Located in Roswell, New Mexico, the New Mexico Military Institute offers a rich history and tradition of educating tomorrow’s leaders through a program of strong, challenging academics, leadership preparation, and character development. Known as “The West Point of the West,” NMMI remains the only state-supported co-educational college preparatory high school and junior college in the United States. Serving the educational needs of an international student population, the Institute has strict admissions standards that yearly result in an enrollment of approximately 1,000 students who come from 36 states, 2 US territories (Puerto Rico and American Samoa), and 33 foreign nations.
NMMI grants High School diplomas and Associate of Arts and Associate of Science degrees. The Institute’s emphasis on qualities of honor, integrity, and responsibility, contributes to its unique educational philosophy.
Leadership training is provided to all cadets at the college level, through the Reserve Officers Training Corps (ROTC) program, and at the high school level through the Junior ROTC program. The ROTC Program offers college cadets the opportunity to receive a commission in the U.S. Army through the 2-Year Early Commissioning Program. Cadets may pursue commissions in the U.S. Army, Air Force, Navy, Marine Corps, Coast Guard, and Merchant Marines through the Service Academy Preparatory Program.
NMMI graduates prove successful in every field of endeavor, business, industry, public service, education, the professions, or careers in the military. Surveys of graduating classes show consistently that 95 percent of NMMI graduates go on to complete a four-year degree at outstanding schools such as Penn State, Stanford, Rice, Cornell, University of Texas, Arizona State University, University of Colorado, and the nation’s Service Academies.
As an institution of higher and secondary education, the Institute has the mission of enabling individual development through challenging academic preparation in a structured learning environment that affords extensive opportunities for leadership and character development. In support of this mission, the Institute’s treatment of all cadets places key value on trust, student knowledge, integrity, service and responsibility all within the framework of an Honor Code stating that “a cadet will not lie, cheat, or steal or tolerate those who do.”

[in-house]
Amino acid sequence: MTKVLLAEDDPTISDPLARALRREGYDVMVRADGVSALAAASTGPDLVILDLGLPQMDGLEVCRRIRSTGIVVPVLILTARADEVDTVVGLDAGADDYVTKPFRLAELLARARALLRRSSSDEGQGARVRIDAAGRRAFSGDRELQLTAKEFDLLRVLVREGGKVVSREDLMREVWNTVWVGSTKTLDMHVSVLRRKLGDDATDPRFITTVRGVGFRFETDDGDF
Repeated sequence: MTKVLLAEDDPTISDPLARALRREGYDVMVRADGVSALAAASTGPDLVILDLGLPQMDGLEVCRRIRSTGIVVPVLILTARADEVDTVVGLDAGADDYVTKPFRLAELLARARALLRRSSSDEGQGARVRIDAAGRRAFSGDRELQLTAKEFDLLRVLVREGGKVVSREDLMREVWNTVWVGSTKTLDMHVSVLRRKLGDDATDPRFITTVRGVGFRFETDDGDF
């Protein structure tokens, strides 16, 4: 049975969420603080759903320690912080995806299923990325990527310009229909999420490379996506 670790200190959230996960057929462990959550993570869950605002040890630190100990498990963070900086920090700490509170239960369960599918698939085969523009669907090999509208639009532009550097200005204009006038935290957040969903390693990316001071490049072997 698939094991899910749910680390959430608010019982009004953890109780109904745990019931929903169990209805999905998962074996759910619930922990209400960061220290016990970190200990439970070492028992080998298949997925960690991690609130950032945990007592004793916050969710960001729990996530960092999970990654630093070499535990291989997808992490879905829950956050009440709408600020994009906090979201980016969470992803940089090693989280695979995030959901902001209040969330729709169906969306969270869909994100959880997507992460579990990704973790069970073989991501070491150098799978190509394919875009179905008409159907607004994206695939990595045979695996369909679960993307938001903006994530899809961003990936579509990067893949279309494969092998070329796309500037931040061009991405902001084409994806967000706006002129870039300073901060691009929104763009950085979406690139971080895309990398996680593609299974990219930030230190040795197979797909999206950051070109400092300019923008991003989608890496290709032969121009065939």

In 1889, Isaac Hamilton Rapp traveled west to Trinidad, Colorado to set up his first architectural practice with C.W. Bulger, specializing in public buildings. The firm dissolved after a few years. Rapp’s brother, William Morris, arrived in 1892 when they established the firm I.H. & W.M. Rapp Co. In 1909, A.C. Hendrickson joined the firm, creating the partnership I.H. & W.M. Rapp and A.C. Hendrickson. The three partners secured a firm foothold in Trinidad, resulting in numerous commissions for Trinidad’s major commercial structures, including the Las Animas County Courthouse, and the first National Bank of Trinidad. The commercial success of the firm extended beyond southeastern Colorado to Las Vegas and Santa Fe, New Mexico, and continuing south to the New Mexico Military Institute in Roswell. Later, Rapp’s architectural aesthetic made a dramatic evolution through a personal interest in New Mexico’s southwestern vernacular. In 1913, the impetus for Santa Fe to establish an architectural style directed toward enlivening local culture and generating tourism created recognition for Rapp. Among his prominent Santa Fe buildings are the New Mexico Museum of Fine Art, and the La Fonda Hotel, both exemplifying characteristics of the Spanish Pueblo Revival Style, including warm earthen colors, thick adobe walls, and sculptural, horizontal lines. Rapp’s contributions to Santa Fe architecture precede that of John Gaw Meem, who arrived four years after his retirement, and became Rapp’s major successor.